Updated: November 11th, 2013 3:56pm
Report: In effort to oust hazing, Wolves say ditch Jonas Brothers bag

Report: In effort to oust hazing, Wolves say ditch Jonas Brothers bag

by Derek Wetmore
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We wrote about the Wolves' league-leading speedy pace of play earlier Monday. Minnesota is apparently leading the charge in another area, as well.

The Wolves are stamping out even mild rookie hazing "in the wake of harassment allegations against Miami Dolphins lineman Richie Incognito," according to Eric Pincus of the L.A. Times.

From the Times report:

Timberwolves rookie Shabazz Muhammad said team President Chris Wright and GM Milt Newton informed players they no longer wanted rookies wearing child-themed backpacks. Muhammad had been issued a Jonas Brothers backpack to wear on trips.

"They actually said they don't want us carrying them, but I understand with the stuff going on with the football thing," said Muhammad, who entered the draft after one season at UCLA. "They want to be separate from that... Now I think rookie hazing won't exist anymore."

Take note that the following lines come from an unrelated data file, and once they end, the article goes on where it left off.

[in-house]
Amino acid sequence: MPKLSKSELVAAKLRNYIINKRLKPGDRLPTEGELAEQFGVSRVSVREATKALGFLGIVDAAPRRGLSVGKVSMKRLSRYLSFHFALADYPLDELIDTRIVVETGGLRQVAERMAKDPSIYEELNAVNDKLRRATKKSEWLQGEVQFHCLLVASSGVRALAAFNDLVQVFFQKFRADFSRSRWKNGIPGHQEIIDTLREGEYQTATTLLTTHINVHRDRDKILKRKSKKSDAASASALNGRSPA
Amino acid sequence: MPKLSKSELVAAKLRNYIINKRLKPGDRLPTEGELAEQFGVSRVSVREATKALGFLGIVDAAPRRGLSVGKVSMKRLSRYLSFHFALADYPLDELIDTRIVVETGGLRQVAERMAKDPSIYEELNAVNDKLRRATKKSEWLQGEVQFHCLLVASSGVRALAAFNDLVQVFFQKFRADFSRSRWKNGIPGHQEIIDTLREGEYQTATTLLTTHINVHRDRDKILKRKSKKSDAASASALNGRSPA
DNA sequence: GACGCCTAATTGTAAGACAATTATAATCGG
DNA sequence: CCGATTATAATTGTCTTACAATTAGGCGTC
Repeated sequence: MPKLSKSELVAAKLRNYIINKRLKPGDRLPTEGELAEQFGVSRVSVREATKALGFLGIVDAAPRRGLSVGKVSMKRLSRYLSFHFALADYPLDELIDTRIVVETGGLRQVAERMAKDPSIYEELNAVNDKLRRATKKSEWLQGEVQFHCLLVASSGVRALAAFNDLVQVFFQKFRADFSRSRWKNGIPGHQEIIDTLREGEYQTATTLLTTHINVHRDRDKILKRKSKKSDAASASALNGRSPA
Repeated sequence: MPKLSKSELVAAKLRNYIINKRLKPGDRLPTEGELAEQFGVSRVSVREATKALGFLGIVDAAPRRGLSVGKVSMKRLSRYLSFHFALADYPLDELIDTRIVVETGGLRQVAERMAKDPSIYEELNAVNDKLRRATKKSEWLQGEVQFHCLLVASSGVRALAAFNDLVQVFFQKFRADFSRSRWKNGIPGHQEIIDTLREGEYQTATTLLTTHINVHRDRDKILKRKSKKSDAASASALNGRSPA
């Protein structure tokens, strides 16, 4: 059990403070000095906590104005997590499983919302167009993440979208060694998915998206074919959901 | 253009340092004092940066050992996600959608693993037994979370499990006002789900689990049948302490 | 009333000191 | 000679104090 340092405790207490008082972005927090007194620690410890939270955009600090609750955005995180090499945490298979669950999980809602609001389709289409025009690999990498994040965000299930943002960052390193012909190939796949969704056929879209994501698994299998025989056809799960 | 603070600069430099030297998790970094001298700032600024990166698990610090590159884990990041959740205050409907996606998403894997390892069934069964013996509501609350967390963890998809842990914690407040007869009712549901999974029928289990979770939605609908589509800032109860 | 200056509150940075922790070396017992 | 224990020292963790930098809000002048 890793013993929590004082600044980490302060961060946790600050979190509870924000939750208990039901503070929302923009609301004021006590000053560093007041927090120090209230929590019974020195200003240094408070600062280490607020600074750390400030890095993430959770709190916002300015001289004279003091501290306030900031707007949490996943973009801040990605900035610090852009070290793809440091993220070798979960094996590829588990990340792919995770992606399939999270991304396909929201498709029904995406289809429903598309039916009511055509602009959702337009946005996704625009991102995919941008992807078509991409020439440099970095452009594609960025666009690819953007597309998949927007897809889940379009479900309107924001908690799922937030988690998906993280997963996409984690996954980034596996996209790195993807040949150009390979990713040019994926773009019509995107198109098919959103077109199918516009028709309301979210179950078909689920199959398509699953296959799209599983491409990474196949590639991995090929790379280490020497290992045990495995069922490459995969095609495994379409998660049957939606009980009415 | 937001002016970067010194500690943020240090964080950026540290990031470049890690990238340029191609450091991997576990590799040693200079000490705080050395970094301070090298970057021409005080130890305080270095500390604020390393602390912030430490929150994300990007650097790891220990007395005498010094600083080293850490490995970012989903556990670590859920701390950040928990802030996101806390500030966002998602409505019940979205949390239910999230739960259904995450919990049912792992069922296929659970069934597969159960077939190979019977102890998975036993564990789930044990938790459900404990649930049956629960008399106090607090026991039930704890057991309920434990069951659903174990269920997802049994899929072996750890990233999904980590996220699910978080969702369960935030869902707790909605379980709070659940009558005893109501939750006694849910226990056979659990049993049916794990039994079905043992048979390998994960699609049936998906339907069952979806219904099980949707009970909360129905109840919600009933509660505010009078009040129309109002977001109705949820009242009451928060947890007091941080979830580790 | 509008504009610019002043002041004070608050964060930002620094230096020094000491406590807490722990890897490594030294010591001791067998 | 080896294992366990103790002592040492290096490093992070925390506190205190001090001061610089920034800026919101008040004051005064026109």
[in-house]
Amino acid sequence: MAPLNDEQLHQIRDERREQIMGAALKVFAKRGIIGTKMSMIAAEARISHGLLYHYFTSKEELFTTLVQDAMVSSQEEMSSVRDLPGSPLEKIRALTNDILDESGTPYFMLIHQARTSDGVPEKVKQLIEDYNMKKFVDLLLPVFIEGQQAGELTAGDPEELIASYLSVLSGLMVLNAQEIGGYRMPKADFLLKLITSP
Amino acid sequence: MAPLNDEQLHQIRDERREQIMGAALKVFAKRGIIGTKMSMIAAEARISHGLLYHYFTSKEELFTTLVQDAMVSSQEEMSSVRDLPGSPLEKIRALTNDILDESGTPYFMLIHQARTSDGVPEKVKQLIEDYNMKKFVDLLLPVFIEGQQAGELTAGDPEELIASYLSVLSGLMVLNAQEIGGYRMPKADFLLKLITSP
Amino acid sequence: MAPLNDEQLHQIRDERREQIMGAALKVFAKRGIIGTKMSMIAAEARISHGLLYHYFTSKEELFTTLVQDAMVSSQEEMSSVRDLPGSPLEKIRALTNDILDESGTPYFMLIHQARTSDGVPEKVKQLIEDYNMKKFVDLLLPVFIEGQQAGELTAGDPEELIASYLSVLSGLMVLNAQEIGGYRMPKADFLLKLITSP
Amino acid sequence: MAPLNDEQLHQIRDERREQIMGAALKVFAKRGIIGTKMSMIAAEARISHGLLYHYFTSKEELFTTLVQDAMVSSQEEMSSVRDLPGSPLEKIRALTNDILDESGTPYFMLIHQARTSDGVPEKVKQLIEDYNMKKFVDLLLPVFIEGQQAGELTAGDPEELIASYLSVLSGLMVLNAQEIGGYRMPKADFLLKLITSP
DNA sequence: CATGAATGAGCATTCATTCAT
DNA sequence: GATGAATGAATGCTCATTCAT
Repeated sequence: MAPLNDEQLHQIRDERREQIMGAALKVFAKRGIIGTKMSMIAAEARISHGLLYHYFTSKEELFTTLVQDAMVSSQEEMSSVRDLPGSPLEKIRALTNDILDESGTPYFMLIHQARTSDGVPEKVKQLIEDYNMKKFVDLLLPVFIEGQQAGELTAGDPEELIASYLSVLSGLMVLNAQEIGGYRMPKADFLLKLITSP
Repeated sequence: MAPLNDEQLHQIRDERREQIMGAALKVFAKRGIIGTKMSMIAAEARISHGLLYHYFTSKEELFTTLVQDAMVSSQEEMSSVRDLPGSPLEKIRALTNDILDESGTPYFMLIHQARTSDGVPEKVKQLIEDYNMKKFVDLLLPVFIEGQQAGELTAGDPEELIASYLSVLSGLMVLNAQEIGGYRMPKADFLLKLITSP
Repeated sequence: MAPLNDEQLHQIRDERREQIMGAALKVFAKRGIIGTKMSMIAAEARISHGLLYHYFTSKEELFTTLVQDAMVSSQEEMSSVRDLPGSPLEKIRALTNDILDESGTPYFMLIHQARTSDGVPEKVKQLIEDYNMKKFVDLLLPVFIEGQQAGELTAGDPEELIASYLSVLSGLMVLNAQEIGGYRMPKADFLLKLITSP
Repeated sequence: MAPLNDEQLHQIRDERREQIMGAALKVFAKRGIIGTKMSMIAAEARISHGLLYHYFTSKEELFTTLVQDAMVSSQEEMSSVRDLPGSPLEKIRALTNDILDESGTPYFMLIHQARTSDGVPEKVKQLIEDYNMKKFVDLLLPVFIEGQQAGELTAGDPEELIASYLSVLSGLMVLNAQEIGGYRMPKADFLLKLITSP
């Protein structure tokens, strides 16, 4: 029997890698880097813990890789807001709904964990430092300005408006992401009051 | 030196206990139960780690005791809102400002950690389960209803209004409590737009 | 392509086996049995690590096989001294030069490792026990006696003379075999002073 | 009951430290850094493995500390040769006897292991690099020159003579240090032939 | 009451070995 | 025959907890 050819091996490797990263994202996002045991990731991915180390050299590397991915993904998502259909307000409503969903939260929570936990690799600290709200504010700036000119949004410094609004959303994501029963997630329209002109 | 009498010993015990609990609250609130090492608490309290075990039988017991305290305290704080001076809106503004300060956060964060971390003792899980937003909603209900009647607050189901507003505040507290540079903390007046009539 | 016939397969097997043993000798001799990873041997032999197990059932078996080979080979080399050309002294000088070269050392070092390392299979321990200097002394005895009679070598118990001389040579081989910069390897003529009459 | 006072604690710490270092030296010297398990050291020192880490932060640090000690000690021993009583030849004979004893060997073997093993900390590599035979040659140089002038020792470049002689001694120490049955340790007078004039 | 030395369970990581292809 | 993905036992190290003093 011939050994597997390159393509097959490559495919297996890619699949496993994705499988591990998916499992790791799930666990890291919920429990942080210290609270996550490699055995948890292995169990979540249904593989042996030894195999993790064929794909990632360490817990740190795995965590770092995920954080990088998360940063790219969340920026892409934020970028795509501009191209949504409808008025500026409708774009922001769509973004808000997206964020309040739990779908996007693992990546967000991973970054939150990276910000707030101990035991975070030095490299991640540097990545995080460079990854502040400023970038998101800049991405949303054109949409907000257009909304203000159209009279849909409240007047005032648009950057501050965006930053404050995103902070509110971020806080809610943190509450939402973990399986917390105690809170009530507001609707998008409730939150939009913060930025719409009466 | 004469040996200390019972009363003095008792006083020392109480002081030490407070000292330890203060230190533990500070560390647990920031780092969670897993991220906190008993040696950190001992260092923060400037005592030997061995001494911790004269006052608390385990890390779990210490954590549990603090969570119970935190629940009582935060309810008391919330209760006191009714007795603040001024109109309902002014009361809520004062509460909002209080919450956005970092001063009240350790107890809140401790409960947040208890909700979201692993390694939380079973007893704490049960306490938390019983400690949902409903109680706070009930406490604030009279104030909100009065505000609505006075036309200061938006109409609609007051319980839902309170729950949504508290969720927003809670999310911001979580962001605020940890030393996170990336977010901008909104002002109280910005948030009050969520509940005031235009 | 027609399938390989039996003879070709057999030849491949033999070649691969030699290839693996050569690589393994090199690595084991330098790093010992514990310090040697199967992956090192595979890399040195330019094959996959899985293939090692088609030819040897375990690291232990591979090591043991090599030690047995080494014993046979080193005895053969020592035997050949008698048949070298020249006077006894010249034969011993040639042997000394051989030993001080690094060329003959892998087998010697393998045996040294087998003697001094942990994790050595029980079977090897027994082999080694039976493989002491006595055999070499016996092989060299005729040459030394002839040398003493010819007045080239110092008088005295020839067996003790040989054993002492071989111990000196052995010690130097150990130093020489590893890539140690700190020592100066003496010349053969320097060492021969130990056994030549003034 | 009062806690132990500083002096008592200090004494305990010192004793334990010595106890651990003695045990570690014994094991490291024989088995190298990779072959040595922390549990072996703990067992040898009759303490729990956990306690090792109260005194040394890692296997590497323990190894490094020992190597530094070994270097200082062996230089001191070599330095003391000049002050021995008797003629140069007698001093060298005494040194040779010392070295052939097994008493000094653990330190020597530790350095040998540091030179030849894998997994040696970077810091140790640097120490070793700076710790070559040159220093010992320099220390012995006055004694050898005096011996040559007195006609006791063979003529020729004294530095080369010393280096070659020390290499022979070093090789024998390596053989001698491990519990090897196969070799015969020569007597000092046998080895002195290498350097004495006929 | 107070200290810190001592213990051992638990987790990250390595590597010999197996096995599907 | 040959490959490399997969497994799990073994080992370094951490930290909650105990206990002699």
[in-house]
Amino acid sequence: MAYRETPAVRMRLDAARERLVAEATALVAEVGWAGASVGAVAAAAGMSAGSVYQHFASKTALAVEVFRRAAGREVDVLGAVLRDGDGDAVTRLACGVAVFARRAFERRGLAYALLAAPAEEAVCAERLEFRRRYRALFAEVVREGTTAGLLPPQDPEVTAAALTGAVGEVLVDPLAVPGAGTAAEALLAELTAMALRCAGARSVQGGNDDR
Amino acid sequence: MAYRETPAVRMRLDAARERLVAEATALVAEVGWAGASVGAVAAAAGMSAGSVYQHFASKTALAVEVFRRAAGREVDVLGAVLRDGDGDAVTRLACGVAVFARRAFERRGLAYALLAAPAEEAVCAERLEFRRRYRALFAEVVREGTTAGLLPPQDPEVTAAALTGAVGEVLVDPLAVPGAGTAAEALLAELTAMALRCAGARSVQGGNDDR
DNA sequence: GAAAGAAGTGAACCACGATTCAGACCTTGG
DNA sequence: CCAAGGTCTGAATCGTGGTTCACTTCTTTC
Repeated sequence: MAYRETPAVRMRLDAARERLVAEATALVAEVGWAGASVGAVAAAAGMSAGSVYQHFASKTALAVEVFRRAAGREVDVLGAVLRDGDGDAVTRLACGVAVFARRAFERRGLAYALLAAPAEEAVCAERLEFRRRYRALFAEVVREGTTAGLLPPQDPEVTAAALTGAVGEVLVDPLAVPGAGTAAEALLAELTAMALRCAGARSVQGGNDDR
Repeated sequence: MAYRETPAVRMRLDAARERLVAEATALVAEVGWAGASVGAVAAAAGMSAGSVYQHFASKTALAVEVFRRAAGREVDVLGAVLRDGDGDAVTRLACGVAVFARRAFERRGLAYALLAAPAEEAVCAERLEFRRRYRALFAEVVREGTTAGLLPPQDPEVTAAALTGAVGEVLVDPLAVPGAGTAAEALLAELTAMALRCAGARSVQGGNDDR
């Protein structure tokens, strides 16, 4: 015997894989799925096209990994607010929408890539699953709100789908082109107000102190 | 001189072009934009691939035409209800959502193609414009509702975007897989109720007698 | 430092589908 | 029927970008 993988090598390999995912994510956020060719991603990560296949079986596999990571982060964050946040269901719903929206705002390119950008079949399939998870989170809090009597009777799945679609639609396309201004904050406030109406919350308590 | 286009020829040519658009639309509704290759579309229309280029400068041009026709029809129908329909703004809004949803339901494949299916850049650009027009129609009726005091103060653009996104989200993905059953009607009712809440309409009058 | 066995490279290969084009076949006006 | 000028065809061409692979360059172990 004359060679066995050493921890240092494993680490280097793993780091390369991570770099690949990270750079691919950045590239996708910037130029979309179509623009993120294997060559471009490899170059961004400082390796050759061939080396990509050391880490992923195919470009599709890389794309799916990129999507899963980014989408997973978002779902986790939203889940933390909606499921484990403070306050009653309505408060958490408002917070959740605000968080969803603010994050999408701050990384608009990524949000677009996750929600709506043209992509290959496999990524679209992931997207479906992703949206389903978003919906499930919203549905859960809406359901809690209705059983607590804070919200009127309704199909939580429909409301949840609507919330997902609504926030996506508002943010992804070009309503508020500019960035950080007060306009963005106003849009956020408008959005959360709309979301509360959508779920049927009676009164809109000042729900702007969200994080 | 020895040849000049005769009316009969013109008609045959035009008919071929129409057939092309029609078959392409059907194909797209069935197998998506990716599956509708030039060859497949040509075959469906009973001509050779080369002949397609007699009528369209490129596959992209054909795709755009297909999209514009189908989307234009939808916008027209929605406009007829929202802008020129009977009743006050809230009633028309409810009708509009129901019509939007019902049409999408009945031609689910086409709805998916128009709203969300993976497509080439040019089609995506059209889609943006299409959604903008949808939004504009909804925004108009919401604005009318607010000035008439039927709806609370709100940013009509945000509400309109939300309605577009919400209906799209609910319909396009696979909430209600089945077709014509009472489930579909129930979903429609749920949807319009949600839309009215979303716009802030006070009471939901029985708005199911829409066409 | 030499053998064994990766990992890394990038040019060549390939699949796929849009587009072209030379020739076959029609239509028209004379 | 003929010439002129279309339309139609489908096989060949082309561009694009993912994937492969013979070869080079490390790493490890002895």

I get the kickback from the Miami Dolphins issues over alleged bullying, but has the pendulum perhaps swung too far in the other direction?

I'm against hazing, in any form, intended to injure or publicly humiliate for a laugh. With that said, though, hearing about professional athletes asking their rookie teammates to wear silly backpacks doesn't offend me. 

I wonder if the backpack schtick even has the potential to affect one's psyche. I'm not mad at the move by the Wolves, but is it an overreaction?

Derek Wetmore is the senior editor for 1500ESPN.com. His previous stops include MLB.com and the Minnesota Daily.
Email Derek | @DerekWetmore
In this story: Shabazz Muhammad